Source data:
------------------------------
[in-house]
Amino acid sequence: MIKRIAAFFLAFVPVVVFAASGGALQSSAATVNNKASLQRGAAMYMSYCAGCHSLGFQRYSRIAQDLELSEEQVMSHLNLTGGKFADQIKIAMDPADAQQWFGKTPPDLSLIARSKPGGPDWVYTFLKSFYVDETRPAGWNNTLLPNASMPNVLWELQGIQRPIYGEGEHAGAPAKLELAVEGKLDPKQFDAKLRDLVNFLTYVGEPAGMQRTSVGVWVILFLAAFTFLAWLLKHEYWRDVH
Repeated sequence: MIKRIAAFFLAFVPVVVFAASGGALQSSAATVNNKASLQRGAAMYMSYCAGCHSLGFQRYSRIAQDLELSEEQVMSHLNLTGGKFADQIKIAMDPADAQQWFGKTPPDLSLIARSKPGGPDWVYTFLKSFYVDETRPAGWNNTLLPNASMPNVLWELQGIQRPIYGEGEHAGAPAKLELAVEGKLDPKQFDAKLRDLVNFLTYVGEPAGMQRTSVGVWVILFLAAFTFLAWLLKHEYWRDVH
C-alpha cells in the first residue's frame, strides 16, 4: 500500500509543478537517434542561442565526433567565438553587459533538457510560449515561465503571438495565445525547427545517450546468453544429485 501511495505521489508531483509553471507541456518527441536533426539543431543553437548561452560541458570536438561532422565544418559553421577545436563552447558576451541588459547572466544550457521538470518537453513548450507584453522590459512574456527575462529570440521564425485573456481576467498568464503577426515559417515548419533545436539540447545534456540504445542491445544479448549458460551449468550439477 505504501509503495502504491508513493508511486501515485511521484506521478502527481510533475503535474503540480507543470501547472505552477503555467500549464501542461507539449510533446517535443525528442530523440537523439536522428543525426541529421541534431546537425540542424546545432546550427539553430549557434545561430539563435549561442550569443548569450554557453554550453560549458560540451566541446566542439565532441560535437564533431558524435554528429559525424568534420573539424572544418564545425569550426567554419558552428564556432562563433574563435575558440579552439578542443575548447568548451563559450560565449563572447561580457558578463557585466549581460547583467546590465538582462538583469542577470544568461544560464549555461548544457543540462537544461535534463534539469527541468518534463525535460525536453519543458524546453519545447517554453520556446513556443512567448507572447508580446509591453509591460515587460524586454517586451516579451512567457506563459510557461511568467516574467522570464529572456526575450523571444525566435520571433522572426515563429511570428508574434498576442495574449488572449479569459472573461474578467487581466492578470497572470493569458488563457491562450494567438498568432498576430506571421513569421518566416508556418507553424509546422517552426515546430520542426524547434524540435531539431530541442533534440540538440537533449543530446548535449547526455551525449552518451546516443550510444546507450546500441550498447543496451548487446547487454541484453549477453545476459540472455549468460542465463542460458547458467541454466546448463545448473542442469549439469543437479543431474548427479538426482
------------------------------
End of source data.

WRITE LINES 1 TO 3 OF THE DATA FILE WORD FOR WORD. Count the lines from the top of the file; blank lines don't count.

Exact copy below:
[in-house]
Amino acid sequence: MIKRIAAFFLAFVPVVVFAASGGALQSSAATVNNKASLQRGAAMYMSYCAGCHSLGFQRYSRIAQDLELSEEQVMSHLNLTGGKFADQIKIAMDPADAQQWFGKTPPDLSLIARSKPGGPDWVYTFLKSFYVDETRPAGWNNTLLPNASMPNVLWELQGIQRPIYGEGEHAGAPAKLELAVEGKLDPKQFDAKLRDLVNFLTYVGEPAGMQRTSVGVWVILFLAAFTFLAWLLKHEYWRDVH
Repeated sequence: MIKRIAAFFLAFVPVVVFAASGGALQSSAATVNNKASLQRGAAMYMSYCAGCHSLGFQRYSRIAQDLELSEEQVMSHLNLTGGKFADQIKIAMDPADAQQWFGKTPPDLSLIARSKPGGPDWVYTFLKSFYVDETRPAGWNNTLLPNASMPNVLWELQGIQRPIYGEGEHAGAPAKLELAVEGKLDPKQFDAKLRDLVNFLTYVGEPAGMQRTSVGVWVILFLAAFTFLAWLLKHEYWRDVH